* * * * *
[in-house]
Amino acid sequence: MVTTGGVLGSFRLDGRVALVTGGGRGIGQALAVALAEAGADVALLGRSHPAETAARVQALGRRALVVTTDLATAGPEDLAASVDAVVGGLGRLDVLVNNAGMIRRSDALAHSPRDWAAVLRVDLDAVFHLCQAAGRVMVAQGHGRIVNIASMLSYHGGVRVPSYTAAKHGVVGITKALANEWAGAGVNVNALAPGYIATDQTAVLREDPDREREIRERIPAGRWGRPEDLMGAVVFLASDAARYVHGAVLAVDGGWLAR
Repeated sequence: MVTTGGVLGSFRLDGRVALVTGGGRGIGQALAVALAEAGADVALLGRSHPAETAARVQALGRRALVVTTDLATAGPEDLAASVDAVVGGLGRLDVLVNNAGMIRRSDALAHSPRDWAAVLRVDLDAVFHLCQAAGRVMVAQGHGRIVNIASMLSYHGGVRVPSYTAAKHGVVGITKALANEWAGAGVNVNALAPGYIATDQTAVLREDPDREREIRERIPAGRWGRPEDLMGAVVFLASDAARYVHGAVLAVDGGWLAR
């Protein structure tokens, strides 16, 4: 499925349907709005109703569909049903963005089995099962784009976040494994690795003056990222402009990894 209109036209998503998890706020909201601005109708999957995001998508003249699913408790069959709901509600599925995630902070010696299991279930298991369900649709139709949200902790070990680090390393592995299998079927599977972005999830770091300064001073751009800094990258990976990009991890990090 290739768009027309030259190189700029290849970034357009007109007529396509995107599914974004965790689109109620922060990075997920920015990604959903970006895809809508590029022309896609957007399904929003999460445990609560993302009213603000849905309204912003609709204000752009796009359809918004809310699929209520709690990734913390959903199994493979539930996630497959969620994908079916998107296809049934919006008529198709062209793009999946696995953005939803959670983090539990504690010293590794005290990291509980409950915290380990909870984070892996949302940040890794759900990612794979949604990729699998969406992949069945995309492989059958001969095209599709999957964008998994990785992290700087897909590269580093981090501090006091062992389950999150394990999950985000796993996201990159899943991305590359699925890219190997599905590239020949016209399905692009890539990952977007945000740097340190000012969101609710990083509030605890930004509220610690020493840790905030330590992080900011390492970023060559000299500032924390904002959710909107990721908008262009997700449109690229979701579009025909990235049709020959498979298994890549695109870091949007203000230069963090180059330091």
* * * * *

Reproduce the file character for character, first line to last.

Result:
[in-house]
Amino acid sequence: MVTTGGVLGSFRLDGRVALVTGGGRGIGQALAVALAEAGADVALLGRSHPAETAARVQALGRRALVVTTDLATAGPEDLAASVDAVVGGLGRLDVLVNNAGMIRRSDALAHSPRDWAAVLRVDLDAVFHLCQAAGRVMVAQGHGRIVNIASMLSYHGGVRVPSYTAAKHGVVGITKALANEWAGAGVNVNALAPGYIATDQTAVLREDPDREREIRERIPAGRWGRPEDLMGAVVFLASDAARYVHGAVLAVDGGWLAR
Repeated sequence: MVTTGGVLGSFRLDGRVALVTGGGRGIGQALAVALAEAGADVALLGRSHPAETAARVQALGRRALVVTTDLATAGPEDLAASVDAVVGGLGRLDVLVNNAGMIRRSDALAHSPRDWAAVLRVDLDAVFHLCQAAGRVMVAQGHGRIVNIASMLSYHGGVRVPSYTAAKHGVVGITKALANEWAGAGVNVNALAPGYIATDQTAVLREDPDREREIRERIPAGRWGRPEDLMGAVVFLASDAARYVHGAVLAVDGGWLAR
């Protein structure tokens, strides 16, 4: 499925349907709005109703569909049903963005089995099962784009976040494994690795003056990222402009990894 209109036209998503998890706020909201601005109708999957995001998508003249699913408790069959709901509600599925995630902070010696299991279930298991369900649709139709949200902790070990680090390393592995299998079927599977972005999830770091300064001073751009800094990258990976990009991890990090 290739768009027309030259190189700029290849970034357009007109007529396509995107599914974004965790689109109620922060990075997920920015990604959903970006895809809508590029022309896609957007399904929003999460445990609560993302009213603000849905309204912003609709204000752009796009359809918004809310699929209520709690990734913390959903199994493979539930996630497959969620994908079916998107296809049934919006008529198709062209793009999946696995953005939803959670983090539990504690010293590794005290990291509980409950915290380990909870984070892996949302940040890794759900990612794979949604990729699998969406992949069945995309492989059958001969095209599709999957964008998994990785992290700087897909590269580093981090501090006091062992389950999150394990999950985000796993996201990159899943991305590359699925890219190997599905590239020949016209399905692009890539990952977007945000740097340190000012969101609710990083509030605890930004509220610690020493840790905030330590992080900011390492970023060559000299500032924390904002959710909107990721908008262009997700449109690229979701579009025909990235049709020959498979298994890549695109870091949007203000230069963090180059330091």